A major showdown came in 2004, in West Virginia's Supreme Court election. Don Blankenship, the former CEO of Massey Energy, donated $3 million to Republican candidate Brent Benjamin. Meanwhile, a nonprofit funded primarily by Massey Energy ran TV ads accusing incumbent Justice Warren McGraw of getting a child rapist out of prison and into a job at a high school. After Benjamin won, the investment paid off big time: He later cast the deciding vote to overturn a lower court's $50 million verdict against Massey Energy. Two years later, the US Supreme Court ruled that Benjamin should have recused himself. It overturned the decision and sent the case back to West Virginia. (Massey Energy ultimately prevailed in state court.)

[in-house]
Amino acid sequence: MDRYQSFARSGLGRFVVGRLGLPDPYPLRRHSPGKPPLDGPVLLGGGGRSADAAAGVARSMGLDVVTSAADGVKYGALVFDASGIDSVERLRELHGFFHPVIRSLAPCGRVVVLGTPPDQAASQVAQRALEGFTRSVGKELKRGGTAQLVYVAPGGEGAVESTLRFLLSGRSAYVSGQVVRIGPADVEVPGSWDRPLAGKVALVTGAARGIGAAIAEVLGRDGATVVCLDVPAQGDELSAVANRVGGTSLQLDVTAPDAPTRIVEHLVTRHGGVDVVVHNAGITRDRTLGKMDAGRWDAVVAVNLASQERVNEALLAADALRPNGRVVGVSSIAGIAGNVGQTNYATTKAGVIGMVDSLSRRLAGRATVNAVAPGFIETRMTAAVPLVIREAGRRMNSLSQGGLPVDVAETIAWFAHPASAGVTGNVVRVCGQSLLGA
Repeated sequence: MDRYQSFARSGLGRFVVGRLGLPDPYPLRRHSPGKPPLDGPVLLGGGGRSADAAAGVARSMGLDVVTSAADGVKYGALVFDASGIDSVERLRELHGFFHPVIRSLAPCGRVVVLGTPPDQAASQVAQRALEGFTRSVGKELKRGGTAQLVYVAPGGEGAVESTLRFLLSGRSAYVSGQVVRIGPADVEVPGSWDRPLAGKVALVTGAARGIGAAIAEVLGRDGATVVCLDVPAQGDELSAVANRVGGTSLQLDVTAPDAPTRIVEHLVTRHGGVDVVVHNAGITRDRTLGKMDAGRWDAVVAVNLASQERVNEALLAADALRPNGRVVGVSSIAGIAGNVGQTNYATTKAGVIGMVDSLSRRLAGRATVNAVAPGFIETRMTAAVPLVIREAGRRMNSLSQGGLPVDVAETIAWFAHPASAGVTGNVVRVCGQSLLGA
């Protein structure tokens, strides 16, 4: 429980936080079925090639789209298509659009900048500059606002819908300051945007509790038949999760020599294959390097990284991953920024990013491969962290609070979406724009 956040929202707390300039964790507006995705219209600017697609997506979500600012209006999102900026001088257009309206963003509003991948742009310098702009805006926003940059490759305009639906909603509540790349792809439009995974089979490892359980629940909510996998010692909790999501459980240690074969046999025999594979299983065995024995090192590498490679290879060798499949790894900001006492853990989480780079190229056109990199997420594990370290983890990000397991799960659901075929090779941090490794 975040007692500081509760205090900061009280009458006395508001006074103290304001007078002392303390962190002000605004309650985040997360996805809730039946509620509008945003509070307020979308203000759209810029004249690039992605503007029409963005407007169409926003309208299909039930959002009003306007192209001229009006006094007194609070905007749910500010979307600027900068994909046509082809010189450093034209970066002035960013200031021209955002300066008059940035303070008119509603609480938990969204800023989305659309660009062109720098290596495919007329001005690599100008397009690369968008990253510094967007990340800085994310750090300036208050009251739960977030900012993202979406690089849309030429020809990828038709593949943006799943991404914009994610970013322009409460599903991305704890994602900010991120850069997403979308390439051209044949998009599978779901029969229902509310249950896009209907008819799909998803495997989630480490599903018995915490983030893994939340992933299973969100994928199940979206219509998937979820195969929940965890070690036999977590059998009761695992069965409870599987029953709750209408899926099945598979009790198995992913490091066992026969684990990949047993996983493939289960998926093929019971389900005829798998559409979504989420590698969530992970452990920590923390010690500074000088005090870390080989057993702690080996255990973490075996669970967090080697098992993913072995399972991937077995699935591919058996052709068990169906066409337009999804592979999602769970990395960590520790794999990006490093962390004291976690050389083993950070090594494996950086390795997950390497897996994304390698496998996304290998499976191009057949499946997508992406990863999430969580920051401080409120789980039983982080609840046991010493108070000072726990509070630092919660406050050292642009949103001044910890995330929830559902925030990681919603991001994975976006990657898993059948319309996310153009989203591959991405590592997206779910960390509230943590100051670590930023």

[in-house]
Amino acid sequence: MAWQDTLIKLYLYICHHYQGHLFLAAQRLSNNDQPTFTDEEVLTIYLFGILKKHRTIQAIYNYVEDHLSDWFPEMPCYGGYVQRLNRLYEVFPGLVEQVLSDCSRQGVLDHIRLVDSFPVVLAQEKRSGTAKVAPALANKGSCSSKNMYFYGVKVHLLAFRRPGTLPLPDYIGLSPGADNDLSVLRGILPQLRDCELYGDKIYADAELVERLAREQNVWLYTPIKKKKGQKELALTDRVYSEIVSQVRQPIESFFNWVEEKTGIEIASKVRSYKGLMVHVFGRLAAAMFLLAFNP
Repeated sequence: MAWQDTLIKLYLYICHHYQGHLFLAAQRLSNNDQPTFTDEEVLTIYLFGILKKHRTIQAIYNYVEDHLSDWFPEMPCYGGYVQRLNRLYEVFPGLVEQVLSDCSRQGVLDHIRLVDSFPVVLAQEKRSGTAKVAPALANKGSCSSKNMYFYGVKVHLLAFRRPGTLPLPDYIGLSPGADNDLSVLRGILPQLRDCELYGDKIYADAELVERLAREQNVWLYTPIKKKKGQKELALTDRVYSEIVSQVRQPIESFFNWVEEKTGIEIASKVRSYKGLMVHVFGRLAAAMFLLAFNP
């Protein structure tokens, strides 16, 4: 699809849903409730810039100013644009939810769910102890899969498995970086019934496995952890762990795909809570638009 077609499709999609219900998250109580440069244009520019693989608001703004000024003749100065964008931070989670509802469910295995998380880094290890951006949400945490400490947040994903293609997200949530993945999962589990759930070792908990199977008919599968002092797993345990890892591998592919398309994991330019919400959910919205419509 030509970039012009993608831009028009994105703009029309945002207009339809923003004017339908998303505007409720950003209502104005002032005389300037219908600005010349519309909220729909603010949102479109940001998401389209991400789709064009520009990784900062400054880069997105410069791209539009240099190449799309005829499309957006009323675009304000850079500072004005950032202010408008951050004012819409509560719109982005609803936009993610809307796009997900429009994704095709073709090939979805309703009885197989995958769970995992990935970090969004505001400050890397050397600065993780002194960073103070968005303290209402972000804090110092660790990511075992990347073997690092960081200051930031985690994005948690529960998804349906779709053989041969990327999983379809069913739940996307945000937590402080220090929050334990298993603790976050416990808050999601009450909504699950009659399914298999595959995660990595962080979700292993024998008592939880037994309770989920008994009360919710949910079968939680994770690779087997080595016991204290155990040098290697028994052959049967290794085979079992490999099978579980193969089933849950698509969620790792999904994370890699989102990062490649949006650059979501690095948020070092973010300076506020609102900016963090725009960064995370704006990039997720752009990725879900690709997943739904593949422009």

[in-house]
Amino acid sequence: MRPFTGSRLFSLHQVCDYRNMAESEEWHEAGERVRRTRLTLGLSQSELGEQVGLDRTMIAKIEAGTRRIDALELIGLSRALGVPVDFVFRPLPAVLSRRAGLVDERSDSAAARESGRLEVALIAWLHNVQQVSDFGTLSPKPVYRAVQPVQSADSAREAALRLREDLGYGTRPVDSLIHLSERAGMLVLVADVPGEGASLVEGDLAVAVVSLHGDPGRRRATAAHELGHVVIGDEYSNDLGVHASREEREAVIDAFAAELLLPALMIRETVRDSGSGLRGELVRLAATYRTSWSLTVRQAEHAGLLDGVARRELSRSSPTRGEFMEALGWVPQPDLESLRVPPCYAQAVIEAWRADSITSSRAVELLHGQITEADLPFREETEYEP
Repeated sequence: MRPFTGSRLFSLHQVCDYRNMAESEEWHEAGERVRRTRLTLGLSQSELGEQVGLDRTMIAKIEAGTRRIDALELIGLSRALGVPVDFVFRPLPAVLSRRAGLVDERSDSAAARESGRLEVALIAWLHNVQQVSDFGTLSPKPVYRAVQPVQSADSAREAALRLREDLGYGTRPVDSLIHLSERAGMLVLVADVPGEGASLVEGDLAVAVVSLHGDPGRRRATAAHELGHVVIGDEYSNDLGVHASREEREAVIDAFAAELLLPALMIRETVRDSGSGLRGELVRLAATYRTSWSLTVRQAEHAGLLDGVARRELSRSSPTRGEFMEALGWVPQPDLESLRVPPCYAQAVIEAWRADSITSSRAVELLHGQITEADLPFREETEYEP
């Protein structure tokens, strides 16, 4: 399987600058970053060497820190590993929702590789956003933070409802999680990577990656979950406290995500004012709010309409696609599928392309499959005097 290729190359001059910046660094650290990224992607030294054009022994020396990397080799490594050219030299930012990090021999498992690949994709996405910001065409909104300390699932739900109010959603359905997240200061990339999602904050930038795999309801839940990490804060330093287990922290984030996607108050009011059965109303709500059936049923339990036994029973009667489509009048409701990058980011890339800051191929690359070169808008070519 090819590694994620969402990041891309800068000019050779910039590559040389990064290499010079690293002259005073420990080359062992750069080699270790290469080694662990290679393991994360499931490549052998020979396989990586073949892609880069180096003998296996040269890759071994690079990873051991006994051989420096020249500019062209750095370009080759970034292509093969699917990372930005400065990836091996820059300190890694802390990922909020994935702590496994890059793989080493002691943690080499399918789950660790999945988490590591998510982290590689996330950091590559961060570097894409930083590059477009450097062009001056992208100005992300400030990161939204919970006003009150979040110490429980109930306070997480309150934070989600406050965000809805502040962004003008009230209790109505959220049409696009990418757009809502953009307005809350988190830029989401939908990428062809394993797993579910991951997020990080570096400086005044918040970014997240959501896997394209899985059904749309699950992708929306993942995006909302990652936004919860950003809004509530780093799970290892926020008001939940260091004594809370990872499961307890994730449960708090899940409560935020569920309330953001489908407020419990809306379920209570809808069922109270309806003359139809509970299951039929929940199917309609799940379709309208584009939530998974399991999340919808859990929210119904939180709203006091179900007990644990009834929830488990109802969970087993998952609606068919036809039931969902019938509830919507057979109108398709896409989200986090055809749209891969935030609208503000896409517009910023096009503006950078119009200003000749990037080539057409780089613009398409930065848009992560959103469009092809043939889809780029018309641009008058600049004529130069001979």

Corporate interests also reaped a huge return on investment in the 2004 Supreme Court election in Illinois. Five years earlier, a jury had handed down a $1.19 billion penalty to the insurance company State Farm for requiring millions of claimants to accept subpar replacement auto parts. State Farm and its employees—working through the US Chamber, the Illinois Republican Party, and an Illinois-based tort reform group—steered $4 million to elect a sympathetic judge named Lloyd Karmeier to the Supreme Court, which was considering State Farm's appeal of the auto parts verdict. Karmeier, his opponent, and various outside groups spent a record $9.3 million on the race. Karmeier, who would later acknowledge that the sum was "obscene," won easily. And the millions State Farm spent were a pittance compared with what it gained: The next year, Karmeier cast the deciding vote to overturn the more than $1 billion verdict against State Farm.